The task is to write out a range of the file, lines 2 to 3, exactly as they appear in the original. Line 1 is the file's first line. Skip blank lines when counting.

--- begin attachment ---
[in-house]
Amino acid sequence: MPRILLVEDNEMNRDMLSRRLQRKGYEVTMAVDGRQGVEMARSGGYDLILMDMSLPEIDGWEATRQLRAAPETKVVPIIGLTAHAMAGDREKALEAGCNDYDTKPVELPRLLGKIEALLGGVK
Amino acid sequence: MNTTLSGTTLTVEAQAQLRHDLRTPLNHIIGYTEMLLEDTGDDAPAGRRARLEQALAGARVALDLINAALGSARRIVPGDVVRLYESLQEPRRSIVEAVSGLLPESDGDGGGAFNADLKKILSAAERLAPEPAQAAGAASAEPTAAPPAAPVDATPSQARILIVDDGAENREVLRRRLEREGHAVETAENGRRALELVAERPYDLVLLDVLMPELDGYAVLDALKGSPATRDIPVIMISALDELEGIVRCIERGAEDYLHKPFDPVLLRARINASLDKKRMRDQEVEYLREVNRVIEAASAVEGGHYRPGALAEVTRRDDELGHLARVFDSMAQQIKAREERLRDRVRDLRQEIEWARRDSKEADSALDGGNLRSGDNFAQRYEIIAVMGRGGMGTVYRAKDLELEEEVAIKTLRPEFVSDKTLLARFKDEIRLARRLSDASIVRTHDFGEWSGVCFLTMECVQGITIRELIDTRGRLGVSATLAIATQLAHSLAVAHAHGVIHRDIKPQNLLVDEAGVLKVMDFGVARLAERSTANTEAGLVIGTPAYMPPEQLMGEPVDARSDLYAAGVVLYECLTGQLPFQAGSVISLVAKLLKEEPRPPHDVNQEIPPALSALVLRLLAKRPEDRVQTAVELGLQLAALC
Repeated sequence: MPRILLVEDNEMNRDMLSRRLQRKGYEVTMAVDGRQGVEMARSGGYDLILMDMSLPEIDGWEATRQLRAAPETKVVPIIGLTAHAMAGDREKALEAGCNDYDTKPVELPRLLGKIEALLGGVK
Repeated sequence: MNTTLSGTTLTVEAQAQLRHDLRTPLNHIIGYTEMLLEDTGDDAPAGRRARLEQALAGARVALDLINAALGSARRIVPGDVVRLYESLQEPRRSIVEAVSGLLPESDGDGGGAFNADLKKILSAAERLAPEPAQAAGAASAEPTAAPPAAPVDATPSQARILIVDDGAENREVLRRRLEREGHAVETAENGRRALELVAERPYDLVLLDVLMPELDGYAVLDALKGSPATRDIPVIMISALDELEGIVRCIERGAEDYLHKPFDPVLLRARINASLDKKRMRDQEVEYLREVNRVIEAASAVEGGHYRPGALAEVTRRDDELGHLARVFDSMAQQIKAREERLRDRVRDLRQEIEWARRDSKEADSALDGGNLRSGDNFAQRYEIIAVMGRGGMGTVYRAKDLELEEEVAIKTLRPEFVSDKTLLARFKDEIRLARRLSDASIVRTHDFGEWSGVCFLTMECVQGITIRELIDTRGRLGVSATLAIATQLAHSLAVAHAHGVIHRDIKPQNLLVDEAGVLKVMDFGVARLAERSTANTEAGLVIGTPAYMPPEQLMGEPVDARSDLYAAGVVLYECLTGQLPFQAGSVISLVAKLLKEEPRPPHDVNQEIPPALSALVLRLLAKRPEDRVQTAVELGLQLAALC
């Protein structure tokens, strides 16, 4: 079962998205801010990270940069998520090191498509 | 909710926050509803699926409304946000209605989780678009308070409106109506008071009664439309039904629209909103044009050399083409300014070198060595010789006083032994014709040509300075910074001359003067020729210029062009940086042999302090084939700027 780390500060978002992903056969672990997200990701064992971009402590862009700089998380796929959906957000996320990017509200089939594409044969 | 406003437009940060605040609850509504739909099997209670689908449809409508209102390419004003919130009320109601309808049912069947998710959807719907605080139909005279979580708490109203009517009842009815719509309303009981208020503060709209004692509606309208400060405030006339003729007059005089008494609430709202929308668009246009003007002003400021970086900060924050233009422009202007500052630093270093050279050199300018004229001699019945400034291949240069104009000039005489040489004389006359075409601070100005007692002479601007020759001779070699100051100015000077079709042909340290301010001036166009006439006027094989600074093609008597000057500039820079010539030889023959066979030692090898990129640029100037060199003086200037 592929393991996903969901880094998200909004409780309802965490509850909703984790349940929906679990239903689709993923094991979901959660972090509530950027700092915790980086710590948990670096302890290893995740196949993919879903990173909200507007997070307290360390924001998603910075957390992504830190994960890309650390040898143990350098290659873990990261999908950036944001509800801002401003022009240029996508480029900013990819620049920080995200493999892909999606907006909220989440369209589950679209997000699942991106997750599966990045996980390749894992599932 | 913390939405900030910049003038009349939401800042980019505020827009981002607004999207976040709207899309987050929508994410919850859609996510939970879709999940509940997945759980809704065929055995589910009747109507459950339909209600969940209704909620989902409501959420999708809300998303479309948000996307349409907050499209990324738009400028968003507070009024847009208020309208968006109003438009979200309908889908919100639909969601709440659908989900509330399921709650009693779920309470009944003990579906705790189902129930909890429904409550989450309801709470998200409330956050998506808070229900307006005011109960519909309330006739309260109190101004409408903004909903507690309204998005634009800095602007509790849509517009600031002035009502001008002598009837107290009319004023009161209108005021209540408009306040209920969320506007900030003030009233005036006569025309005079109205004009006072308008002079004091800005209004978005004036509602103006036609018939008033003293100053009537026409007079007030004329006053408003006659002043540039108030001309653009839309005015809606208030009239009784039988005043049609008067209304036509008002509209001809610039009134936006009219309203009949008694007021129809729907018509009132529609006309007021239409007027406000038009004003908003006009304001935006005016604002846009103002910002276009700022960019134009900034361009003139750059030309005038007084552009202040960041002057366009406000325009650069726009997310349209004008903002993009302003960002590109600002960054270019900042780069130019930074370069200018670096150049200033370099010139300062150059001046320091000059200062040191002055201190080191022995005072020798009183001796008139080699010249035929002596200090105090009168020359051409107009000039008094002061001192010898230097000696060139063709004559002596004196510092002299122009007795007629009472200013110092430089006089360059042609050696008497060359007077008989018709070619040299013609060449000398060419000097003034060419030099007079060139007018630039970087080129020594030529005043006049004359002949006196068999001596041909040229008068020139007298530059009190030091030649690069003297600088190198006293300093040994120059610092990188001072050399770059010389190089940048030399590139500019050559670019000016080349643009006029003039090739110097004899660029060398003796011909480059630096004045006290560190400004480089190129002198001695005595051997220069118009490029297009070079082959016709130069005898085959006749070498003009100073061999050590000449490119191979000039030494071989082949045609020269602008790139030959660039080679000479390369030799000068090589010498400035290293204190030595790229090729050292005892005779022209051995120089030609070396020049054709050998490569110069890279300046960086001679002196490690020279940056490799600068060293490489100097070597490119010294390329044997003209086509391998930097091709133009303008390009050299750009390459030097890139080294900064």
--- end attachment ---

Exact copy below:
Amino acid sequence: MPRILLVEDNEMNRDMLSRRLQRKGYEVTMAVDGRQGVEMARSGGYDLILMDMSLPEIDGWEATRQLRAAPETKVVPIIGLTAHAMAGDREKALEAGCNDYDTKPVELPRLLGKIEALLGGVK
Amino acid sequence: MNTTLSGTTLTVEAQAQLRHDLRTPLNHIIGYTEMLLEDTGDDAPAGRRARLEQALAGARVALDLINAALGSARRIVPGDVVRLYESLQEPRRSIVEAVSGLLPESDGDGGGAFNADLKKILSAAERLAPEPAQAAGAASAEPTAAPPAAPVDATPSQARILIVDDGAENREVLRRRLEREGHAVETAENGRRALELVAERPYDLVLLDVLMPELDGYAVLDALKGSPATRDIPVIMISALDELEGIVRCIERGAEDYLHKPFDPVLLRARINASLDKKRMRDQEVEYLREVNRVIEAASAVEGGHYRPGALAEVTRRDDELGHLARVFDSMAQQIKAREERLRDRVRDLRQEIEWARRDSKEADSALDGGNLRSGDNFAQRYEIIAVMGRGGMGTVYRAKDLELEEEVAIKTLRPEFVSDKTLLARFKDEIRLARRLSDASIVRTHDFGEWSGVCFLTMECVQGITIRELIDTRGRLGVSATLAIATQLAHSLAVAHAHGVIHRDIKPQNLLVDEAGVLKVMDFGVARLAERSTANTEAGLVIGTPAYMPPEQLMGEPVDARSDLYAAGVVLYECLTGQLPFQAGSVISLVAKLLKEEPRPPHDVNQEIPPALSALVLRLLAKRPEDRVQTAVELGLQLAALC